"My heart in groans its grief proclaims, / And melts, as wax before the flames"

— Merrick, James (1720-1769)

Place of Publication
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"My heart in groans its grief proclaims, / And melts, as wax before the flames"
Metaphor in Context
My God, my God, O tell me, why
Unheeded still ascends my cry,
Why thus from my afflicted heart
Thy presence and thy health depart.
Eternal Lord, throughout the day
With fruitless plaint to Thee I pray;
Nor sleeps the anguish of my soul,
When night's dark shades involve the pole.
Yet unimpeach'd thy Faith appears,
Thy Sanctity my heart reveres,
O Thou, to whom in homage join
The Sons of Jacob's chosen line.
Thee, Lord, our Sires their strength confest,
And found thee, as their stedfast breast
To Thee its full affiance gave,
Nor flow to hear, nor weak to save:
Secure thy wish'd for aid t' obtain,
In Thee they hop'd, nor hop'd in vain.
But what am I? A Man in form,
Yet brother to the trampled worm;
An outcast from the human kind,
To fierce derision's rage consign'd:
They shake the head, they shout, they gaze;
Each eye, each lip, contempt betrays:
"On God, they cry, thy hope was staid;
"Be God, if His thou art, thy aid."
Thine, mightiest Father, thine I am;
By Thee from out the womb I came,
From Thee my ev'ry comfort sprung,
While yet upon the breast I hung.
Hail, from my birth and to my end
My God, my Guardian, and my Friend.
O view me not with distant eye,
While various griefs await me nigh:
Thy aid withheld, what friendly pow'r
Shall shield me in the dang'rous hour?
See Bulls unnumber'd round me stand,
Bulls, nurs'd in Basan's fertile land;
With wide-extended mouth they roar,
Nor rage the famish'd Lions more,
When nightly through the starless gloom
Along the howling Wild they roam.
My frame, disjoin'd, in swift decay
Wastes like the running stream away;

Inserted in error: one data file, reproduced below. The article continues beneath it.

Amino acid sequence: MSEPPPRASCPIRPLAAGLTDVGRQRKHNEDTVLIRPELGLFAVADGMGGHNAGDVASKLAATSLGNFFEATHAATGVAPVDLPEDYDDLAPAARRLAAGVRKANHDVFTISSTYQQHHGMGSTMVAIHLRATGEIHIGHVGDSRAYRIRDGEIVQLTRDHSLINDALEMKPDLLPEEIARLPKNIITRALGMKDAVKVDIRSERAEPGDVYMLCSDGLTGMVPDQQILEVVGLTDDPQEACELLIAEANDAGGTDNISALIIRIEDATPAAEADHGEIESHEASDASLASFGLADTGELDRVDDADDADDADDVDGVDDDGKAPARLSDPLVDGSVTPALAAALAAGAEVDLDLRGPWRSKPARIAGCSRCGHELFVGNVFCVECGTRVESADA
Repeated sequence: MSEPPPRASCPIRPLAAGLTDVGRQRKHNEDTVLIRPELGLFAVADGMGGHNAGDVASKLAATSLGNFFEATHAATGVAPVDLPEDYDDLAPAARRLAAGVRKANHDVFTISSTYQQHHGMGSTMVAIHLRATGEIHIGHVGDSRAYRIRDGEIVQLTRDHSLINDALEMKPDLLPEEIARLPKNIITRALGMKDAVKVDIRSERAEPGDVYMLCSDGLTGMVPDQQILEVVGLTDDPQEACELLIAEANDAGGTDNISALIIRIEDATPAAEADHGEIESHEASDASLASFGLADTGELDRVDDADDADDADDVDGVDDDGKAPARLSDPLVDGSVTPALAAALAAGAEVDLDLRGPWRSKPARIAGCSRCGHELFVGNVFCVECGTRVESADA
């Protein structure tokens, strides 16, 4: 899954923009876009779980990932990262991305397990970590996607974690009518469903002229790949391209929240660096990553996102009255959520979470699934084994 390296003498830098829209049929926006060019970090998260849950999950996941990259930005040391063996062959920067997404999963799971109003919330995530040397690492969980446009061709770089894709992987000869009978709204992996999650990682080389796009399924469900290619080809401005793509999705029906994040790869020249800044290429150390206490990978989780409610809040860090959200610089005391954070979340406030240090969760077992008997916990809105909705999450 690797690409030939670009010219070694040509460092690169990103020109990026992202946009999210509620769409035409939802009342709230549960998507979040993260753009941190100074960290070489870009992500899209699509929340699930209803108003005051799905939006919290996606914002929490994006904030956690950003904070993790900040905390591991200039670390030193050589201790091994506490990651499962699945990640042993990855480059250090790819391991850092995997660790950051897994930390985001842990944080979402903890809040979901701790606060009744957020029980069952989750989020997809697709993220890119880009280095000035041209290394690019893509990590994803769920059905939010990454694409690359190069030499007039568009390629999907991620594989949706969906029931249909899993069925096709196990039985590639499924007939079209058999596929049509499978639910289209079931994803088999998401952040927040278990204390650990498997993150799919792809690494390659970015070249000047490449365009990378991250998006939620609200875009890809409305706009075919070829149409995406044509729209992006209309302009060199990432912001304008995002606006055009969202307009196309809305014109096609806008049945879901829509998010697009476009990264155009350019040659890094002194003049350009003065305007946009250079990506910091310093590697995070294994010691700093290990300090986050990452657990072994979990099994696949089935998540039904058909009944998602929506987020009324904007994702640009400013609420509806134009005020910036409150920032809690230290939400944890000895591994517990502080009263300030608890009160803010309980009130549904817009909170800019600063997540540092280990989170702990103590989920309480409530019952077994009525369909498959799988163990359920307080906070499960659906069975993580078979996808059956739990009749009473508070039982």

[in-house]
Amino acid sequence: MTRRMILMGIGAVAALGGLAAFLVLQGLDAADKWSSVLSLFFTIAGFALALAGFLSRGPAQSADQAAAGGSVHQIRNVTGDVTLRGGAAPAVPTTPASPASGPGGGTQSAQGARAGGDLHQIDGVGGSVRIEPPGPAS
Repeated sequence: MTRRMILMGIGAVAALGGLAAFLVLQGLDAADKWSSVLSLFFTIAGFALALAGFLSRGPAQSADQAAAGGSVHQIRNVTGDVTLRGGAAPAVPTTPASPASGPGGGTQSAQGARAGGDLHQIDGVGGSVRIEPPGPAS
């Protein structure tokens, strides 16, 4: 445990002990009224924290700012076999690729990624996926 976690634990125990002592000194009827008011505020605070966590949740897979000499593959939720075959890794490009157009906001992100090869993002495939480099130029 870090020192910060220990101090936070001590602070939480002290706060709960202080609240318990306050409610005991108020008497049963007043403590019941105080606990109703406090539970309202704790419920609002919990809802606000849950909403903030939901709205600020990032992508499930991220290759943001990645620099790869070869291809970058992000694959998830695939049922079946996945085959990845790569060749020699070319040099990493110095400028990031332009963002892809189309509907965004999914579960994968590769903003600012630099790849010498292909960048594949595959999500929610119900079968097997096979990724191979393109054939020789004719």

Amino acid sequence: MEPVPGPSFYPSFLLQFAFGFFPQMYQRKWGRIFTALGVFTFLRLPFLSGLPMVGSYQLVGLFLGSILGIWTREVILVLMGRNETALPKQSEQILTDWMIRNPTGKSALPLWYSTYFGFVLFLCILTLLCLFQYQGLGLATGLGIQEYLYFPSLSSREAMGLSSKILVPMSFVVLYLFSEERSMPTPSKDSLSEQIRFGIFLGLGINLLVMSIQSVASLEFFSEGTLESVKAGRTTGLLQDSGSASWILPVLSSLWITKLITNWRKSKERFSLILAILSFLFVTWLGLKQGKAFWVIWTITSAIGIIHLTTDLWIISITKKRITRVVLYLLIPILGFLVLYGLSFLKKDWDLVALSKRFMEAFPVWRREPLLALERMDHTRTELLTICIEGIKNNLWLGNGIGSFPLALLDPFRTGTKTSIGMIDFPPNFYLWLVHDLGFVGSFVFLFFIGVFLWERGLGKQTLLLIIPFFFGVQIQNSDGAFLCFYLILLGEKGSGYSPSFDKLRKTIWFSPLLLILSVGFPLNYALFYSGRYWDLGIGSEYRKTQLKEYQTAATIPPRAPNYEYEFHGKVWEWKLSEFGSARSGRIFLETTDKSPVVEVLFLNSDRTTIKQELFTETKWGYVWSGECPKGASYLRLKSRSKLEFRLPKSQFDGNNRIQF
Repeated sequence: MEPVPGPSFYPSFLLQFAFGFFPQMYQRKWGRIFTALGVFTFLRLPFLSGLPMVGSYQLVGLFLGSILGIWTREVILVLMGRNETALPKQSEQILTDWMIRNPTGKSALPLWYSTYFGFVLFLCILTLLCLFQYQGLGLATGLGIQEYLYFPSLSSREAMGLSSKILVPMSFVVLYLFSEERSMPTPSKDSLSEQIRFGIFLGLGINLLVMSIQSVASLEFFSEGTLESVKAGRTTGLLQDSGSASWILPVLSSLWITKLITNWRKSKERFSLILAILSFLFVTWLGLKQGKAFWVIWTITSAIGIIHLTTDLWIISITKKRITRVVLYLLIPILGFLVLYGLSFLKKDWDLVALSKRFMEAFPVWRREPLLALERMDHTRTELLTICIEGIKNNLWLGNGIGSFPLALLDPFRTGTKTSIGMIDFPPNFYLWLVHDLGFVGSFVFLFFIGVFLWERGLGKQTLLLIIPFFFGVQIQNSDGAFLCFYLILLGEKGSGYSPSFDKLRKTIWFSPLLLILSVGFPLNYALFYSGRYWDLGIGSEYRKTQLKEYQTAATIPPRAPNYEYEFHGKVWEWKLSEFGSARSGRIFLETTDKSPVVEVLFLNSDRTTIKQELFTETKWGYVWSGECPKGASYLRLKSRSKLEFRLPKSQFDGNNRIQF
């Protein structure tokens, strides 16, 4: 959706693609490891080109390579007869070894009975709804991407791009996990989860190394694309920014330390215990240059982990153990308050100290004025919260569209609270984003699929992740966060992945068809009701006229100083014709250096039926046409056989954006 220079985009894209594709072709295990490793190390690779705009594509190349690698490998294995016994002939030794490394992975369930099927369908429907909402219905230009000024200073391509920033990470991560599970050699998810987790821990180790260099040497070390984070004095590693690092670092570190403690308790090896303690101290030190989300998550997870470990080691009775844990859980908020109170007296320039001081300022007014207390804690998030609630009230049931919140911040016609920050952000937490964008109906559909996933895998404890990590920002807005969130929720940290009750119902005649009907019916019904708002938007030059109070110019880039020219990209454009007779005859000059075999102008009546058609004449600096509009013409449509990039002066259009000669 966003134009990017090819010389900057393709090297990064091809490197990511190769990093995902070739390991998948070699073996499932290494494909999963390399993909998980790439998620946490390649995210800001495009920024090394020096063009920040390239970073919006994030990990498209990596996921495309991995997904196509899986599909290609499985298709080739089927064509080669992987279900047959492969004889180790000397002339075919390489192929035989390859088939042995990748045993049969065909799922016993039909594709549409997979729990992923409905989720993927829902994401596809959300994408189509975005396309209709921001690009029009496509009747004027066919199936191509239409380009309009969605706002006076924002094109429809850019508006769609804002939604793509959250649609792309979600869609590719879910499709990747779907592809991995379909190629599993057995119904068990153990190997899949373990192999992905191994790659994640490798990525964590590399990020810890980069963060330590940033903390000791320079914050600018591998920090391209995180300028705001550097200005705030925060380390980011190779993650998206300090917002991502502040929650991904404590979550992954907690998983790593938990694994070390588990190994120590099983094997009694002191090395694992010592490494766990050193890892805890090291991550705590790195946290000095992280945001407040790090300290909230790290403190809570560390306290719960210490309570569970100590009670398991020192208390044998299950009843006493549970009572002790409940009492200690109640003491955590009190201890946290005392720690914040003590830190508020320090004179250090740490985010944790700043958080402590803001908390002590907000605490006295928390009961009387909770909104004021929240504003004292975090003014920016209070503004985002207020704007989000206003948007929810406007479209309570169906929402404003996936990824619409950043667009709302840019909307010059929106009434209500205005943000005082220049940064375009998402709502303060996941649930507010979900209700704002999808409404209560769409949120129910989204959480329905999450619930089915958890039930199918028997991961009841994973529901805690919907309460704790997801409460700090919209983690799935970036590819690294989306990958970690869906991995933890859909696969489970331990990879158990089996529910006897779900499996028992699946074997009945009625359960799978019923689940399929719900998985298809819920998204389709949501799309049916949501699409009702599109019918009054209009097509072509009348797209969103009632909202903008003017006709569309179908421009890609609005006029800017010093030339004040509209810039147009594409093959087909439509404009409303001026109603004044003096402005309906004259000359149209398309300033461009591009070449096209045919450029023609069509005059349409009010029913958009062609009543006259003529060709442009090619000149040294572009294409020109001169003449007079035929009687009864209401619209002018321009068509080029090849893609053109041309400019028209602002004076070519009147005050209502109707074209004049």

My heart in groans its grief proclaims,
And melts, as wax before the flames
Fast to my jaws my tongue is chain'd,
My flesh, its vital moisture drain'd,
Dry as the clay-form'd vase appears,
And, while thy chastisement it bears,
Waits till thy hand resume my breath,
And lodge me in the dust of death.
Thou seest my soul by Dogs pursu'd,
Dogs fierce of kind, and train'd to blood;
Thou seest a throng, who Thee despise,
In dreadful siege against me rise,
And, while fast-issuing streams the gore,
My hands and feet relentless bore.
My starting bones to ev'ry eye
Expos'd, O Ye that, passing by,
In wonder (not in pity) join,
O say, was ever grief like mine?
My raiment each with each divides,
My vesture, as the lot decides,
Becomes some new possessor's spoil,
The prize that crowns his impious toil.
My God, my Strength, recede not far,
But haste, and make my soul thy care,
My soul, pursu'd by hostile hate,
Afflicted, helpless, desolate;
O turn th' impending swords away,
Nor yield it to the Dog a prey.
The foaming Lion's wrath assuage,
Nor let the Oryx, in his rage,
With headlong force against me borne,
Aim at my life the pointed horn.
So will I joy thy honour'd name
Amidst my Brethren to proclaim,
And gath'ring Crouds shall hear my tongue
Thus to my God awake the song.
"Exalt, Ye Saints, the Pow'r divine,
"Exalt him, All of Jacob's line,
"And let each Tribe with duteous fear
"His boundless Majesty revere.
"'Tis not in Him, with cold disdain
"To hear the helpless Poor complain;
"He (nor with unrelenting eye)
"Each falling tear, each heaving sigh,
"Regards, attentive to perceive
"Their wants, and faithful to relieve."
Such Strains thy Mercy shall inspire,
While in the full-assembled Choir
To Thee the votive Song I raise,
And thankful pay my debt of praise.
To You, Ye humble, meek, and good,
Who ask from Israel's Lord your food,
His hand indulgent from on high
Shall yield at full the wish'd supply:
Who seek like You their God, like You
To Him their praises shall renew,
Whose Love immortal life imparts,
And swells with joy their conscious hearts.
Maker of All! through ev'ry Land
Thy Deeds in full record shall stand,
And farthest Realms converted join
In homage to the Name divine;
Ev'n Kings in Thee their Mightier greet,
And lay their scepters at thy feet.
Earth's countless tribes the festal board
(Thy grace by sacrifice implor'd,)
Shall spread; and All, whose mortal frame
Th' insatiate Grave prepares to claim,
Thy Pow'r, immortal Judge, shall own,
And prostrate kneel before thy Throne.
See, while by Thee redeem'd I live,
A Race from Me their birth derive,
(A Race by just possession thine,)
Whose heart thy Spirit shall incline
The precepts of thy Will t' obey,
Whose tongue thy glory shall display,
And bid thy righteous Acts engage
The wonder of the future Age.
Searching "heart" and "wax" in HDIS (Poetry)
Psalm 22
Date of Entry

The Mind is a Metaphor is authored by Brad Pasanek, Assistant Professor of English, University of Virginia.